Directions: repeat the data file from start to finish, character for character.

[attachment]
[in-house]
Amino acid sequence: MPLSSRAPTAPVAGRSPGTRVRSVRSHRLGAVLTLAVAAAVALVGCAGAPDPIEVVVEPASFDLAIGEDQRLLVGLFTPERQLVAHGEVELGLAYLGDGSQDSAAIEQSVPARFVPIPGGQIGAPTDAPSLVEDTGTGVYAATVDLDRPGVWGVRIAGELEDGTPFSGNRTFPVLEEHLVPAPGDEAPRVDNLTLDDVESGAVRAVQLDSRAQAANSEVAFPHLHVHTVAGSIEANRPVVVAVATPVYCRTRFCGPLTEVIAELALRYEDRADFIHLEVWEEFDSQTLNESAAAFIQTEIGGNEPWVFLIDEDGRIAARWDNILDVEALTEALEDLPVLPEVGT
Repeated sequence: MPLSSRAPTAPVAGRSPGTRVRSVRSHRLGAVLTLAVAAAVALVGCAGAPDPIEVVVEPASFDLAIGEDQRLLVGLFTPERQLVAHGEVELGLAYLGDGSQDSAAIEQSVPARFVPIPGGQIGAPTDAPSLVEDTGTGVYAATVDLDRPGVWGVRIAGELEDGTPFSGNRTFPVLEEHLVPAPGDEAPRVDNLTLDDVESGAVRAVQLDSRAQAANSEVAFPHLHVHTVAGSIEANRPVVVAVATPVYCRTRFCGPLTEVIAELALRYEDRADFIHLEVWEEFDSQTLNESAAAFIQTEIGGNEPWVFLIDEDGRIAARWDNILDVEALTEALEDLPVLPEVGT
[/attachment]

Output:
[in-house]
Amino acid sequence: MPLSSRAPTAPVAGRSPGTRVRSVRSHRLGAVLTLAVAAAVALVGCAGAPDPIEVVVEPASFDLAIGEDQRLLVGLFTPERQLVAHGEVELGLAYLGDGSQDSAAIEQSVPARFVPIPGGQIGAPTDAPSLVEDTGTGVYAATVDLDRPGVWGVRIAGELEDGTPFSGNRTFPVLEEHLVPAPGDEAPRVDNLTLDDVESGAVRAVQLDSRAQAANSEVAFPHLHVHTVAGSIEANRPVVVAVATPVYCRTRFCGPLTEVIAELALRYEDRADFIHLEVWEEFDSQTLNESAAAFIQTEIGGNEPWVFLIDEDGRIAARWDNILDVEALTEALEDLPVLPEVGT
Repeated sequence: MPLSSRAPTAPVAGRSPGTRVRSVRSHRLGAVLTLAVAAAVALVGCAGAPDPIEVVVEPASFDLAIGEDQRLLVGLFTPERQLVAHGEVELGLAYLGDGSQDSAAIEQSVPARFVPIPGGQIGAPTDAPSLVEDTGTGVYAATVDLDRPGVWGVRIAGELEDGTPFSGNRTFPVLEEHLVPAPGDEAPRVDNLTLDDVESGAVRAVQLDSRAQAANSEVAFPHLHVHTVAGSIEANRPVVVAVATPVYCRTRFCGPLTEVIAELALRYEDRADFIHLEVWEEFDSQTLNESAAAFIQTEIGGNEPWVFLIDEDGRIAARWDNILDVEALTEALEDLPVLPEVGT